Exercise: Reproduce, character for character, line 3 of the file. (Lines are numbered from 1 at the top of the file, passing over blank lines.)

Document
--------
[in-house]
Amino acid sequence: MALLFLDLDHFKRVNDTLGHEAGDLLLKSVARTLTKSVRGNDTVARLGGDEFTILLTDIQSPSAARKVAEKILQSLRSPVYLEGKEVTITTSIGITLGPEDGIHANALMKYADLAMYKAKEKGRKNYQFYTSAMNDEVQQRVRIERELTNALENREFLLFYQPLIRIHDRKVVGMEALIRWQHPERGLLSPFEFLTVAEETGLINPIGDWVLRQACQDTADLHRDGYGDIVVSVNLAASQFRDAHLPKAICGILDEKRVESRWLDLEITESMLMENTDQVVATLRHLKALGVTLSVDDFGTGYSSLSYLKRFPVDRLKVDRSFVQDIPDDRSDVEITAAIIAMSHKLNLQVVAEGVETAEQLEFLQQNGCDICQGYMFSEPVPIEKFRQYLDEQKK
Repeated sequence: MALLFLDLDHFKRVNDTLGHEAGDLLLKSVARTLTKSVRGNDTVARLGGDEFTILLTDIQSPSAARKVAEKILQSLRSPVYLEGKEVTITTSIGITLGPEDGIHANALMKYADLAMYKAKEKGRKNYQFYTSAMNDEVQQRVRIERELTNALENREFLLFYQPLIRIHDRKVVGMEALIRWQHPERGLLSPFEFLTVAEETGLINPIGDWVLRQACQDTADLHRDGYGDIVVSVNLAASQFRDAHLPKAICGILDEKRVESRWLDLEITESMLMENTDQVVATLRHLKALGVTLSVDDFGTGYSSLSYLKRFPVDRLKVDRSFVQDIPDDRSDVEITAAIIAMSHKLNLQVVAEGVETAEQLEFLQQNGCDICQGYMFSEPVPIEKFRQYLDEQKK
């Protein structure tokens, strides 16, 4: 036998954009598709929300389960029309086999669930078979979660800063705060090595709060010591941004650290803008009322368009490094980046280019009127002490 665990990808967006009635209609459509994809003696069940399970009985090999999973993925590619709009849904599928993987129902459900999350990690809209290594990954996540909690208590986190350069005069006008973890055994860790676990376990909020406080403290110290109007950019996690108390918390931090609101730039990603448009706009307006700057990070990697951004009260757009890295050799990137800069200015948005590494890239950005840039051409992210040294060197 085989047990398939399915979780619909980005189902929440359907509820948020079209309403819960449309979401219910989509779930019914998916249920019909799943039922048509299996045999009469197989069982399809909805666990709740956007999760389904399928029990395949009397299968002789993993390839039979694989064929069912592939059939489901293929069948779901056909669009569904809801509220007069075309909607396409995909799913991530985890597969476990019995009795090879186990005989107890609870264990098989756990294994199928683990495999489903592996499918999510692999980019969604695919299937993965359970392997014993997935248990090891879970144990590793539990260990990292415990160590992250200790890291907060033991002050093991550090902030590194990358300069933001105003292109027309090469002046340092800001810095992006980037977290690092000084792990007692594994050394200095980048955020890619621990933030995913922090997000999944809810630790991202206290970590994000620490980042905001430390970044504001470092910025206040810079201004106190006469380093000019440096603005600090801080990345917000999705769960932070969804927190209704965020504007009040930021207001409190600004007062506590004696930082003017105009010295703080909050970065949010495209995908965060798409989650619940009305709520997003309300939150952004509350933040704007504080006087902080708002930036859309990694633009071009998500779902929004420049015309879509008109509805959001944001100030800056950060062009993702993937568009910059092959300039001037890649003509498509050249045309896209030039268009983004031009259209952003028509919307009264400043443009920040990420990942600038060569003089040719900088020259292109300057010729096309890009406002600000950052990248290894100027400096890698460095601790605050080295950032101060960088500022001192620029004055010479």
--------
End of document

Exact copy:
Repeated sequence: MALLFLDLDHFKRVNDTLGHEAGDLLLKSVARTLTKSVRGNDTVARLGGDEFTILLTDIQSPSAARKVAEKILQSLRSPVYLEGKEVTITTSIGITLGPEDGIHANALMKYADLAMYKAKEKGRKNYQFYTSAMNDEVQQRVRIERELTNALENREFLLFYQPLIRIHDRKVVGMEALIRWQHPERGLLSPFEFLTVAEETGLINPIGDWVLRQACQDTADLHRDGYGDIVVSVNLAASQFRDAHLPKAICGILDEKRVESRWLDLEITESMLMENTDQVVATLRHLKALGVTLSVDDFGTGYSSLSYLKRFPVDRLKVDRSFVQDIPDDRSDVEITAAIIAMSHKLNLQVVAEGVETAEQLEFLQQNGCDICQGYMFSEPVPIEKFRQYLDEQKK